I got rid of Cable TV a long time ago, total waste of money. I watch shows on Hulu now, and since they are there, there is no need to download them or watch them on illegal sites. I am sure a lot of people feel this way.

    A pay system for being able to download them onto your Ipod, etc...would be smart...but not like the ones we currently have. There is no way in He.L I am going to pay $35 for a severely restricted set of episodes. I also stopped buying DVD box sets a while back because they simply take up way too much room and are a waste of resources. I ended up giving away most of my collection because I didn't have room to store them anymore. Thus, digital makes way more sense.

    There is a fine line between greed, profit and usefulness. Right now, the industry is greedy, the market is setting the price, so the fight continues.

     

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      Coach George (profile), Aug 4th, 2010 @ 10:25am

      Re:

      "Hulu works, because I use it."
      So, by extension, if you didn't use Hulu it wouldn't work??
      I thought you were Anonymous Coward and not Arrogant Coward.

      "The problem is that the advertisers don't think they should pay as much for ad space on the internet, so it's not as appealing to the industry."
      This will change as:
      1-More people watch shows on the net.
      A-This is still far off
      2-Younger executives move into positions of power.

      "I got rid of Cable TV a long time ago, total waste of money. I watch shows on Hulu now, and since they are there, there is no need to download them or watch them on illegal sites. I am sure a lot of people feel this way."
      1-This works for the tech savvy only.
      2-Joe and Josephine 6 pack are still going to get cable.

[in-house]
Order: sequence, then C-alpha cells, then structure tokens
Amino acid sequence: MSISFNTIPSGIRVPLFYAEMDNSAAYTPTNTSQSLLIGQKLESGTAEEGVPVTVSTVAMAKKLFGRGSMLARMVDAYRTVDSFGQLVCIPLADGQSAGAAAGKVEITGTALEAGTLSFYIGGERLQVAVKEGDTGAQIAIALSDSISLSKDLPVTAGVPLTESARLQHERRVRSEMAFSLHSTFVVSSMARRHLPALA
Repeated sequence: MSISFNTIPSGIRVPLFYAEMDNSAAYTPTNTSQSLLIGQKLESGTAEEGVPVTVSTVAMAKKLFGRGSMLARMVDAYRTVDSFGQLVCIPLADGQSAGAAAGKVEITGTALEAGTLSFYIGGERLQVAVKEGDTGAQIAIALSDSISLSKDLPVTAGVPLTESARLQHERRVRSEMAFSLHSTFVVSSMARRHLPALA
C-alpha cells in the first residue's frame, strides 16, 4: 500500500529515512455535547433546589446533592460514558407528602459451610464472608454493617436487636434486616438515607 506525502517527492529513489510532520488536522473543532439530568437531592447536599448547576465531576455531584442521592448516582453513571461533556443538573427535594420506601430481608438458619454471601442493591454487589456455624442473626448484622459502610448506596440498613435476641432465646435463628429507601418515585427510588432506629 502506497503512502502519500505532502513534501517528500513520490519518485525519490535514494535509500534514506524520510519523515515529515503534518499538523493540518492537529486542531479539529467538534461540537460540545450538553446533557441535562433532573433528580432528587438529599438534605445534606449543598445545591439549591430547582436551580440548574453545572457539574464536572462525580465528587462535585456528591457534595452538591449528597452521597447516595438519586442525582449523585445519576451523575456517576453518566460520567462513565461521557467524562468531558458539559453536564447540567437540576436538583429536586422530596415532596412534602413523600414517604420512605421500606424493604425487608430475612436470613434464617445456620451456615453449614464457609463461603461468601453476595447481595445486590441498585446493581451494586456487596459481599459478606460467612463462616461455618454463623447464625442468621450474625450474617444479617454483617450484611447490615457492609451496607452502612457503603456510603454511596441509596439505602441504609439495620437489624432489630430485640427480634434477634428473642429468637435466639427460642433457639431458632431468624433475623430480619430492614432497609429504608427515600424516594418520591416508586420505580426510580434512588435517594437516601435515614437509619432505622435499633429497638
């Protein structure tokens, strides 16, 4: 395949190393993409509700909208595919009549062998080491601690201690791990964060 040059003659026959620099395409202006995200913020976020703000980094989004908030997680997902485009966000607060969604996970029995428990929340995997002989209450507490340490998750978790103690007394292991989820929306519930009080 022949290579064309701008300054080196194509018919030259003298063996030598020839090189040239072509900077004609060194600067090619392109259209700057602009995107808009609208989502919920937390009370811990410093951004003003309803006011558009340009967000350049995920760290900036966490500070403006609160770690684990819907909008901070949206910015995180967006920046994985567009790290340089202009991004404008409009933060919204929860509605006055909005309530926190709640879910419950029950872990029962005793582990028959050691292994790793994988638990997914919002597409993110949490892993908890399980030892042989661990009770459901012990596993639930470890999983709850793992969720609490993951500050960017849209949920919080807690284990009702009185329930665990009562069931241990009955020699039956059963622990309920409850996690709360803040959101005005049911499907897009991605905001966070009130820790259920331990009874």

"There is a fine line between greed, profit and usefulness. Right now, the industry is greedy, the market is setting the price, so the fight continues."
      Agreed.

       

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        JEDIDIAH, Aug 4th, 2010 @ 11:13am

        Poor legal options only drive piracy.

        > "Hulu works, because I use it."
        > So, by extension, if you didn't use Hulu it wouldn't work??
        > I thought you were Anonymous Coward and not Arrogant Coward.

        His DVD remark caught my attention because it's easy enough to create your own virtual jukebox with them. Rip them and then file them away in some corner of a closet somewhere.

        It's like iTunes but with much more flexibility and some genuine ownership rights.

        I think my setup is the bee's knees but I can see how it might not appeal to everyone. The whole DMCA thing gets in the way of course.

         

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      Anonymous Coward, Aug 4th, 2010 @ 5:40pm

      Re:

      Hulu only works in the US. There's ways I can fool Hulu to think I'm in the US or I can just torrent programs I want to watch. I'm currently in Korea, the fastest internet in the world, so torrent it is. No commercials.

      I don't mind watching the forced commercial when I watch The Daily Show and Colbert online. Comedy Central doesn't care where you are.

       

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    Dan (profile), Aug 4th, 2010 @ 10:12am

    Torrents with embedded commercials

    If the TV execs would get their heads out of their butts and realize file sharing is here to stay, they would be smart to start their own torrent trackers. Embed commercials into the avi file. Get paid by the advertisers based on the swarm data for the torrent. Thousands of seeds, $$$ per seed, distribution cost of near ZERO.

    Their argument is:

    1) "We don't want torrent sharing to go mainstream."
    2) "People will re-edit the file and take out commercials."

    My answer is, those things are already happening. Your way, you get no money. My way, you get paid for something that's happening anyway.